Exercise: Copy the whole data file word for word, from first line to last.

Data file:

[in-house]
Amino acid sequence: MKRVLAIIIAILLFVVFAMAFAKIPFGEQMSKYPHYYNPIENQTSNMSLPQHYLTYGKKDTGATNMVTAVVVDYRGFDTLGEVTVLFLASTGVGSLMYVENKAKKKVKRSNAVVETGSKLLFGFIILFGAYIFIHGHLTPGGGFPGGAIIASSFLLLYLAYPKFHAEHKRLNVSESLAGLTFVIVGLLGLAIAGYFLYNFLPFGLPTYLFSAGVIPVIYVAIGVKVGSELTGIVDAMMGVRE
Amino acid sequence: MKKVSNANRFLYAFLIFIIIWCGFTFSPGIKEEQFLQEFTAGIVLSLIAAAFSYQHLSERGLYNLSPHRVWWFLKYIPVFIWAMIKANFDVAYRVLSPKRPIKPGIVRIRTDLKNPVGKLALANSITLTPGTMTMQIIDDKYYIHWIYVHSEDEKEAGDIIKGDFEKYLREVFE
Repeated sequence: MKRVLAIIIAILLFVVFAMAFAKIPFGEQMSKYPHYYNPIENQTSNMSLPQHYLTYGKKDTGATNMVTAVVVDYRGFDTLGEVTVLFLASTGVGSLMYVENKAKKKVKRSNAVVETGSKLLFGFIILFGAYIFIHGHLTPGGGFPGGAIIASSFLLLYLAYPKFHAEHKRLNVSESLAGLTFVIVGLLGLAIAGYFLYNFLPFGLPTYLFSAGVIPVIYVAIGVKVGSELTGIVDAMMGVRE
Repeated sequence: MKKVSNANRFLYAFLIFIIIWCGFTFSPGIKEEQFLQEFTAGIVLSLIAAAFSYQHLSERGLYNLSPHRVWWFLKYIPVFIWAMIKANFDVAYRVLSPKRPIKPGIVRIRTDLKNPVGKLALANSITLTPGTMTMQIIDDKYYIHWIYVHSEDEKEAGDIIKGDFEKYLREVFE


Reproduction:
[in-house]
Amino acid sequence: MKRVLAIIIAILLFVVFAMAFAKIPFGEQMSKYPHYYNPIENQTSNMSLPQHYLTYGKKDTGATNMVTAVVVDYRGFDTLGEVTVLFLASTGVGSLMYVENKAKKKVKRSNAVVETGSKLLFGFIILFGAYIFIHGHLTPGGGFPGGAIIASSFLLLYLAYPKFHAEHKRLNVSESLAGLTFVIVGLLGLAIAGYFLYNFLPFGLPTYLFSAGVIPVIYVAIGVKVGSELTGIVDAMMGVRE
Amino acid sequence: MKKVSNANRFLYAFLIFIIIWCGFTFSPGIKEEQFLQEFTAGIVLSLIAAAFSYQHLSERGLYNLSPHRVWWFLKYIPVFIWAMIKANFDVAYRVLSPKRPIKPGIVRIRTDLKNPVGKLALANSITLTPGTMTMQIIDDKYYIHWIYVHSEDEKEAGDIIKGDFEKYLREVFE
Repeated sequence: MKRVLAIIIAILLFVVFAMAFAKIPFGEQMSKYPHYYNPIENQTSNMSLPQHYLTYGKKDTGATNMVTAVVVDYRGFDTLGEVTVLFLASTGVGSLMYVENKAKKKVKRSNAVVETGSKLLFGFIILFGAYIFIHGHLTPGGGFPGGAIIASSFLLLYLAYPKFHAEHKRLNVSESLAGLTFVIVGLLGLAIAGYFLYNFLPFGLPTYLFSAGVIPVIYVAIGVKVGSELTGIVDAMMGVRE
Repeated sequence: MKKVSNANRFLYAFLIFIIIWCGFTFSPGIKEEQFLQEFTAGIVLSLIAAAFSYQHLSERGLYNLSPHRVWWFLKYIPVFIWAMIKANFDVAYRVLSPKRPIKPGIVRIRTDLKNPVGKLALANSITLTPGTMTMQIIDDKYYIHWIYVHSEDEKEAGDIIKGDFEKYLREVFE